Consider your Raven. Have you specifically told her she has permission to share her feelings, good and bad, with you? I know you thought it, and I know you know it as a therapist; But have had you actually said to your sexually abused client, "Not only do you have permission to share your feelings, but that I want to hear about them." Do you need to consider doing this in your next session? If so, would it be helpful to replay this track, track 10, prior to your session?

Desire-To-Please as a Barrier
In addition to dealing with aggression, another barrier to treating childhood sexual trauma is the desire to please. As you know often times, children who have experienced childhood sexual abuse have been cast into adult roles, one of them being caretaker. Julia, age 17, was sexually molested by her mother's second husband, while he lived with them, when she was seven.

Julia stated, "It makes my mother happy when I look after my younger sister and brothers, while cooking dinner and doing laundry. I can do my homework later, when there is time." As the caretaker, what Julia had learned was "love can be earned by pleasing others". When placing the emphasis on others, she lost the ability to identify her own needs to fulfill them.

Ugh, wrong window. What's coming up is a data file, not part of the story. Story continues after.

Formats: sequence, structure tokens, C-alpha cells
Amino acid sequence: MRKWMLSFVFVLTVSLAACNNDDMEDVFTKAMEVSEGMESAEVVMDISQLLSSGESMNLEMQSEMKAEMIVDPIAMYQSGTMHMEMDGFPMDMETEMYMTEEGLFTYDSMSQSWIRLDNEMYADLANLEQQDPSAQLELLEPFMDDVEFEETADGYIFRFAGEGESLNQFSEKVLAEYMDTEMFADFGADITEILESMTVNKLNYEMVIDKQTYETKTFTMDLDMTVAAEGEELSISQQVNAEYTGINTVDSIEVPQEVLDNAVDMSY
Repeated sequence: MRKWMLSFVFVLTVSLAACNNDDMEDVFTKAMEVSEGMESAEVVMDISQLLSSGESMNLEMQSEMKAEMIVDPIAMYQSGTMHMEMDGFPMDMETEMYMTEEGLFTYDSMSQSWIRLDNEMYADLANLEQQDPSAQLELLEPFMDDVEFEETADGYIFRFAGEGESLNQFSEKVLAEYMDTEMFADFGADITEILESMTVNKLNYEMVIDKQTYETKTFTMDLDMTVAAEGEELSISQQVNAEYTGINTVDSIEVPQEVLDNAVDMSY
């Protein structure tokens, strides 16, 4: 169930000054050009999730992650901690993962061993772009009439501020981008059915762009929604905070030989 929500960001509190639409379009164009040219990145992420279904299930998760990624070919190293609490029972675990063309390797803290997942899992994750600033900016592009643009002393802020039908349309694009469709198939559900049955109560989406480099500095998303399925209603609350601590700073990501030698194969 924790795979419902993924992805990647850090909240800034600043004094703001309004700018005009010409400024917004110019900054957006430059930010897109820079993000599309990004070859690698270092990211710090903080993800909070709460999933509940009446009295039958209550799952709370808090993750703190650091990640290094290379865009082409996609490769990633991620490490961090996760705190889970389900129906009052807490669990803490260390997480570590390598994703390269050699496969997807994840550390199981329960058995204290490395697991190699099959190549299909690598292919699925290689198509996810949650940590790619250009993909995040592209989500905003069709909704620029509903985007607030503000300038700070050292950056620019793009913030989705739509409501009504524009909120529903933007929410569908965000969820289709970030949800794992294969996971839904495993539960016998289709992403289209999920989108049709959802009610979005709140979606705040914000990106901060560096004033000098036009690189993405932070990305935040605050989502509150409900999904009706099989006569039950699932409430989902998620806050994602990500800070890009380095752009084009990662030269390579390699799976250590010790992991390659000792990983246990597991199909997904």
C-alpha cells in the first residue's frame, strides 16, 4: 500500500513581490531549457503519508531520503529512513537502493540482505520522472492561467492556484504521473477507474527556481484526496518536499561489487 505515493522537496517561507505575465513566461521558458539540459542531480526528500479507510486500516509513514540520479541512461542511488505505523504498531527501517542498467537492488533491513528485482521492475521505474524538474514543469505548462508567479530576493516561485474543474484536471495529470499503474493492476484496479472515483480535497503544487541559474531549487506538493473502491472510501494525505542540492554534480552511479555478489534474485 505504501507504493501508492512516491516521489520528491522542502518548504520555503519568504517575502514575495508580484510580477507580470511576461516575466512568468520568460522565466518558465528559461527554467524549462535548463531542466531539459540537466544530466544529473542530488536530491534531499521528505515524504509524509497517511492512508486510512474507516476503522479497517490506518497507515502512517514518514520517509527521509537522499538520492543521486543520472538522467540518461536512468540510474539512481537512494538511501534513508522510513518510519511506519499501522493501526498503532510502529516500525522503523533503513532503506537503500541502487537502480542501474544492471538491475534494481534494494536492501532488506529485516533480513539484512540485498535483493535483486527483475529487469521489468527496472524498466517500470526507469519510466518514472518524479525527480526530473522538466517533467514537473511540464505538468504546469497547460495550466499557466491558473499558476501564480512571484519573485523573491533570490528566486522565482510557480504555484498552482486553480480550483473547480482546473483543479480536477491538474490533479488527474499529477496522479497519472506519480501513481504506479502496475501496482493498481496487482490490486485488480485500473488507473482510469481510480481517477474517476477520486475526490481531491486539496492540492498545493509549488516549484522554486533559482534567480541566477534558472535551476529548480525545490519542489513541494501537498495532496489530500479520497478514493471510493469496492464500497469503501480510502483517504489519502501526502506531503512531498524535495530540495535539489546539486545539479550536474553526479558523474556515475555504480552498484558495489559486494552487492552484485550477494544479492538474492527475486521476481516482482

Julia continued to struggle with a low self-esteem and her desire to please. She often adopted a submissive role as means of gaining love and acceptance. There were times when she dared to display her own need to be valued, and in doing so placed herself in a vulnerable position to be exploited and used again. In another session, Julia shared, "I was working on this group project with four other kids at school. I just wanted to help where I could. Somehow, I ended up with the bulk of the assignment."

Julia had also learned to use the caretaking role as a means of controlling the degree of closeness or distance in her relationships; including her relationship with me. While it can be confusing, I have found it beneficial to initially follow her lead, to learn her rhythm and maladaptive style and patterns. When Julia began meeting with me, she liked to come in and ask me about my week and worked hard to keep the conversation from focusing on her.